By 2015, it is expected that there will be eight zettabytes of information in the digital universe, according to research by IDC; that’s 8,000,000,000,000,000,000,000 bytes (21 zeros). I shared this statistic at a recent presentation for HP channel partners in Australia; the response was that of amazement and surprise.
This explosion of data signals a new era that will leave one not only amazed, but also perplexed on how to manage, secure and optimise this big data should CIO’s decide not implement a big data management strategy.
So what is big data?
Wikipedia refers to Big Data as “a term applied to data sets whose size is beyond the ability of commonly used software tools to capture, manage, and process the data within a tolerable elapsed time. Big data sizes are a constantly moving target, as of 2012 ranging from a few dozen terabytes to many petabytes of data in a single data set.” (Retrieved Monday 23rd July 2012)
Another angle on Big Data is offered by an IDC report: “Big data technologies describe a new generation of technologies and architectures, designed to economically extract value from very large volumes of a wide variety of data, by enabling high-velocity capture, discovery, and/or analysis.”
What is fuelling this beast? From social networking, to thin clients, to streaming video, the trend we see here is not unusual or unexpected. It is quite the opposite – the desire for always-on, available-anywhere access to this rich content.
IDC also reports that unstructured data is set to grow approx. 60% year-on-year compounding; at this rate organisations will outgrow their storage capacity. How does one combat this phenomenal growth?
Throw more hardware at the problem?
Traditionally this was the CIO\IT Manager’s quintessential answer to growth, but this answer will no longer be feasible given the exponential rate the storage is growing. It will outpace the rate at which hardware can be procured.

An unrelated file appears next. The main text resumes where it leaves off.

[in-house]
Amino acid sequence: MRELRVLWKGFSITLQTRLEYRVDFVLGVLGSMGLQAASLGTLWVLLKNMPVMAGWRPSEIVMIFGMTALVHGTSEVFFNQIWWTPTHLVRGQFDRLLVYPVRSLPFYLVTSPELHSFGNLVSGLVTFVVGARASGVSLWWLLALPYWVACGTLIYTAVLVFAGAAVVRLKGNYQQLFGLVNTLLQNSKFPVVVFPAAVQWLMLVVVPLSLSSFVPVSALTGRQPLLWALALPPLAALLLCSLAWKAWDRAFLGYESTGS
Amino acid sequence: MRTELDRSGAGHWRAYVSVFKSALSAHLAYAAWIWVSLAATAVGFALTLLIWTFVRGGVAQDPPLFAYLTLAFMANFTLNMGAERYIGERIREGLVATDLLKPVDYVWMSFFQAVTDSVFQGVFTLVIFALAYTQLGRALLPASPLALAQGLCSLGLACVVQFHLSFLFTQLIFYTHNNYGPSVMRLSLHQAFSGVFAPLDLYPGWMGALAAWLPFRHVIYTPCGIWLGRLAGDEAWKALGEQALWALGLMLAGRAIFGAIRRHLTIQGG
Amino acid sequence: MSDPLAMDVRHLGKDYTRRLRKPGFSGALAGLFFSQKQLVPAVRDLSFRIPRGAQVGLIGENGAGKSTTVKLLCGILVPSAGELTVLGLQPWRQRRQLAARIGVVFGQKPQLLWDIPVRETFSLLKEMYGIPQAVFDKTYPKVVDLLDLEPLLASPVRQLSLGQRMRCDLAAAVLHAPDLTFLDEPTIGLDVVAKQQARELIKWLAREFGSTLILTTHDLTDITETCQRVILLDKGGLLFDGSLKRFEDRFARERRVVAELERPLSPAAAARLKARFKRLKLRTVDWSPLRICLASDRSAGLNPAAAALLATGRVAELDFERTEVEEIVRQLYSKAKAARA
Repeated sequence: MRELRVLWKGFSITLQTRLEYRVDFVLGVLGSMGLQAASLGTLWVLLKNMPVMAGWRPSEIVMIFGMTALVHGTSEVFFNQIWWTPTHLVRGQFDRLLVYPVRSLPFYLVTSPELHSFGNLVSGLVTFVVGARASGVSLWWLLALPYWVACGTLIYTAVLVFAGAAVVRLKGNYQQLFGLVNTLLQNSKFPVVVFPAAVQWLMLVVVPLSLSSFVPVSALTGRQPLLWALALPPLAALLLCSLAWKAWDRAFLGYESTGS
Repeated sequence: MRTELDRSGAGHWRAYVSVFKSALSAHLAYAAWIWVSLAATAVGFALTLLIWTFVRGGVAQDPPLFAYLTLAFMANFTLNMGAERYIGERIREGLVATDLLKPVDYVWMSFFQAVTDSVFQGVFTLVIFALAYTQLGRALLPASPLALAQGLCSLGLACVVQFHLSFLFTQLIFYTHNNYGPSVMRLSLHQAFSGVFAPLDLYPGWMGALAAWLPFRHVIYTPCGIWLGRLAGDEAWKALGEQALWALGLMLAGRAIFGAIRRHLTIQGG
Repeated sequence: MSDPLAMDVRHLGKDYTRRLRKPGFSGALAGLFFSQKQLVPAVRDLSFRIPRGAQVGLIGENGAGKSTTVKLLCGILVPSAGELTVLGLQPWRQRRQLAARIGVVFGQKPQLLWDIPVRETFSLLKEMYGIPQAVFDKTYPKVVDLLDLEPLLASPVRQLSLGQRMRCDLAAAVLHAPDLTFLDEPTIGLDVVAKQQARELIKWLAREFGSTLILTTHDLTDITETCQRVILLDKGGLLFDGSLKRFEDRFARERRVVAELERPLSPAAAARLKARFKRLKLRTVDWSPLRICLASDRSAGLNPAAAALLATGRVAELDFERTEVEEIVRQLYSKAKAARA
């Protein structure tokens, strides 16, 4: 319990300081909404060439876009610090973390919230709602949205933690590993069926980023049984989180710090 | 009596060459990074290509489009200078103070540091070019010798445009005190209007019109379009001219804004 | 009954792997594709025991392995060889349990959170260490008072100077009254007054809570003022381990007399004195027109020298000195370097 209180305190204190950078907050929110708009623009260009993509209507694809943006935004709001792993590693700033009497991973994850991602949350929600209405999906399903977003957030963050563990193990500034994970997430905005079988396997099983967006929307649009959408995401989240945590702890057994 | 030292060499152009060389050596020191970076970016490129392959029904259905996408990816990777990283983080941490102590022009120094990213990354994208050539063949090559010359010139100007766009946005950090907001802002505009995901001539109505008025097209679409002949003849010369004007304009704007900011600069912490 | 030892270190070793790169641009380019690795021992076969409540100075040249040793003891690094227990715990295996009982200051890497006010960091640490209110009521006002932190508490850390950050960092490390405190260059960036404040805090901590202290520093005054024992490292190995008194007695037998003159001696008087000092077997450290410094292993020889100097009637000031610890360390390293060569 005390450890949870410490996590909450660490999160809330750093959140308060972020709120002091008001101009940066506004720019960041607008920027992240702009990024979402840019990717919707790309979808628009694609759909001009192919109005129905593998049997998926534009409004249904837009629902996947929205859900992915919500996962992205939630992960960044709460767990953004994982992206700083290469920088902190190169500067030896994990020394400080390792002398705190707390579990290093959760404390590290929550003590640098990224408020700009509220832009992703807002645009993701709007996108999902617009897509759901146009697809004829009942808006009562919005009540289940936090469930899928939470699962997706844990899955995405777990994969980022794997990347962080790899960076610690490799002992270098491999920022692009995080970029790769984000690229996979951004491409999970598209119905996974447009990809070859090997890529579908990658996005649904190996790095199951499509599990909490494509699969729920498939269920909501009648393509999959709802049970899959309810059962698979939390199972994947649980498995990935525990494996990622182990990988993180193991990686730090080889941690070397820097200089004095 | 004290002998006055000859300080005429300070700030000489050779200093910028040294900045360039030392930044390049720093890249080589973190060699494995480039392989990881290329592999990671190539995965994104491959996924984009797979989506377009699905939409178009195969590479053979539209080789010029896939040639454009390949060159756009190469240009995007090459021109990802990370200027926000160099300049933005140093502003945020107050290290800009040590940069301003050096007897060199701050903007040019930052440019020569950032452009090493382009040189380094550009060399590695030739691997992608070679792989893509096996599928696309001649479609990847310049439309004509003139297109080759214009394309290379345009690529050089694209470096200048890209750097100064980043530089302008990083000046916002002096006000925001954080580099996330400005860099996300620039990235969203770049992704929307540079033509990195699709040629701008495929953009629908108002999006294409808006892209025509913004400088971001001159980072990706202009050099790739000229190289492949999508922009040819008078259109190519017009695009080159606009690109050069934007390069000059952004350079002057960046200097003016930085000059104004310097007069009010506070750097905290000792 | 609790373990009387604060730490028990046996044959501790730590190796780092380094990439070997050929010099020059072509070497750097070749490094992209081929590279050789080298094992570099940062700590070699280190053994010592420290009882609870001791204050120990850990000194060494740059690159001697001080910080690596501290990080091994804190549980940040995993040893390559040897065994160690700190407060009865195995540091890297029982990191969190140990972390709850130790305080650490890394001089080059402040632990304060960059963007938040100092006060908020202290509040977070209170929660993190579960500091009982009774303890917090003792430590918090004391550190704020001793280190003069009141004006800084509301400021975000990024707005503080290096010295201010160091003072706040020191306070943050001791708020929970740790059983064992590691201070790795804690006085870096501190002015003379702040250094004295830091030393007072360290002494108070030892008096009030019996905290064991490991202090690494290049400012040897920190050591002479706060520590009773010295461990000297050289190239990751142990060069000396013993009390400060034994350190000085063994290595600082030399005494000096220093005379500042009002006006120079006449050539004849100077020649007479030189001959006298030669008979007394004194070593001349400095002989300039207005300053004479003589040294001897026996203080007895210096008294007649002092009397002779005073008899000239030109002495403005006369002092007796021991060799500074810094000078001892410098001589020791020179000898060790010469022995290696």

More hardware also leads to more costs in data centre expenses – the more shelves of disks bought, the more space, power and cooling is required to keep the lights on. And the cost of power has been rising consistently in many countries; an example of this is a report released by the Energy Users Association of Australia (EUAA), which shows average electricity prices have grown by as much as 40 per cent in the past five years.
Thankfully, the concepts of data deduplication and thin provisioning exist to relieve some of the pressure that this growth imposes, but unless it is unallocated and reclaimed back to the storage array, it will feed into the overarching big data statistic.
Push it to the cloud?
CIOs can make the decision to adopt a cloud initiative to make their own Big Data phenomenon someone else’s problem, as opposed to spending on internal infrastructure investments.
It seems like more CIO’s are deciding to take the plunge – IDC’s updated IT Cloud Services Forecast estimates that public cloud computing will make up $17.4 billion worth of IT purchases and be a $44 billion market by 2013.
The move to the cloud can offer organisations benefits such as flexibility, scalability, and lower costs, certainly appealing to anyone on the cover of it. But this may also re-introduce risks in the shape of security and legal obligations. Cloud computing is not necessarily insecure, but it does require a heightened level of policy integration, such as access control and resource provisioning.
There isn’t one solution to suit all; any strategic IT decision and\or investment requires the right inputs and understanding of big data before execution.
Business IT leaders must not join the crowds by sitting back paralysed with indecisiveness on what to do; they need to start thinking about this sudden exponential growth of data at two levels: the traditional store and restore (backup), and the new requirements of extracting the pertinent information from external stores.
Learn how HP Big Data Consulting can help you realize all the benefits of your data.